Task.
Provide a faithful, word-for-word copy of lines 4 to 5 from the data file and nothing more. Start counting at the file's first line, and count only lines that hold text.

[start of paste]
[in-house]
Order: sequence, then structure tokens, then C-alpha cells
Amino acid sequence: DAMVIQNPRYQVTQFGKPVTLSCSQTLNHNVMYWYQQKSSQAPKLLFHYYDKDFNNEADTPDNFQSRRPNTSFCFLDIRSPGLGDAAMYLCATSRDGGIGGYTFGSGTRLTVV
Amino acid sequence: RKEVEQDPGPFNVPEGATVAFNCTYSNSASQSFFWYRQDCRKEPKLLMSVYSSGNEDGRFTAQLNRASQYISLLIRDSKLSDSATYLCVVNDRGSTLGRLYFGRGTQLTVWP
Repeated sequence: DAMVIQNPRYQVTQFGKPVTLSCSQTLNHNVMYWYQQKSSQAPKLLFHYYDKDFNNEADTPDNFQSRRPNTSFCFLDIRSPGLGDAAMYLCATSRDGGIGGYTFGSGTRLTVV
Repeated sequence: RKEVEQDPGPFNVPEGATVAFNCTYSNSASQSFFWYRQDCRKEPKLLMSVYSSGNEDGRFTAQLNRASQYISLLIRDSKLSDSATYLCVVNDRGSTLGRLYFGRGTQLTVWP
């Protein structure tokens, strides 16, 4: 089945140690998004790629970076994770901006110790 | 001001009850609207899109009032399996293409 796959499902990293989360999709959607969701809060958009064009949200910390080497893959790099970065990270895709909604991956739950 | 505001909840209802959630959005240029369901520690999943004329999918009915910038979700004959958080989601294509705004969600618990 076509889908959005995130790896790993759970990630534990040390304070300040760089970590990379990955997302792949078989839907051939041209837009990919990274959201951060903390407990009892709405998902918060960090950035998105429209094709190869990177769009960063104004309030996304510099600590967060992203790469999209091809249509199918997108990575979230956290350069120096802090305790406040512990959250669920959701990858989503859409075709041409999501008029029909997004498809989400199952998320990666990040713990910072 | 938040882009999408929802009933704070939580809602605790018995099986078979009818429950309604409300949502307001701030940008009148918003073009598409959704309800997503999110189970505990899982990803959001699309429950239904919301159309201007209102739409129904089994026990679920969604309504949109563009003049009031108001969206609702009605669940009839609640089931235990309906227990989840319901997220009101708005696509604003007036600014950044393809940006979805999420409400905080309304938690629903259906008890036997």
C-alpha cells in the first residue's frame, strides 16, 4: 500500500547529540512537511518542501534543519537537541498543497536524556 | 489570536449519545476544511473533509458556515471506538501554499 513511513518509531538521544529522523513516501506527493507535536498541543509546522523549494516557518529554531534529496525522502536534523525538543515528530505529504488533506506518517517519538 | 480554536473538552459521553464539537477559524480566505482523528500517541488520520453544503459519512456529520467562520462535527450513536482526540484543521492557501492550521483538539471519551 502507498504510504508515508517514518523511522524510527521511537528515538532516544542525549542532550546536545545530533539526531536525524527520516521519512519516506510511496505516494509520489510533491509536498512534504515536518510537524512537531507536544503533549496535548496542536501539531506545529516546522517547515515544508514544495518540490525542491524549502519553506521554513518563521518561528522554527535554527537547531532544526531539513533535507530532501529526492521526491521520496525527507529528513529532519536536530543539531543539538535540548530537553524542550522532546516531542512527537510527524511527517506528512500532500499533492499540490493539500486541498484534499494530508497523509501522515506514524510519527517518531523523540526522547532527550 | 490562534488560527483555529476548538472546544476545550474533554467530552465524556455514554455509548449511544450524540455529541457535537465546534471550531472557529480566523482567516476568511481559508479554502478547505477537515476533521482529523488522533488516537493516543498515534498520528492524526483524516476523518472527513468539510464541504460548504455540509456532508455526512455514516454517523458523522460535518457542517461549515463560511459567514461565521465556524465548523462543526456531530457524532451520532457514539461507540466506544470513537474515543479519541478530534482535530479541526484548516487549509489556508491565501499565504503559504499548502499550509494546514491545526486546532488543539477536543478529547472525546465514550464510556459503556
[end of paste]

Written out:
Amino acid sequence: RKEVEQDPGPFNVPEGATVAFNCTYSNSASQSFFWYRQDCRKEPKLLMSVYSSGNEDGRFTAQLNRASQYISLLIRDSKLSDSATYLCVVNDRGSTLGRLYFGRGTQLTVWP
Repeated sequence: DAMVIQNPRYQVTQFGKPVTLSCSQTLNHNVMYWYQQKSSQAPKLLFHYYDKDFNNEADTPDNFQSRRPNTSFCFLDIRSPGLGDAAMYLCATSRDGGIGGYTFGSGTRLTVV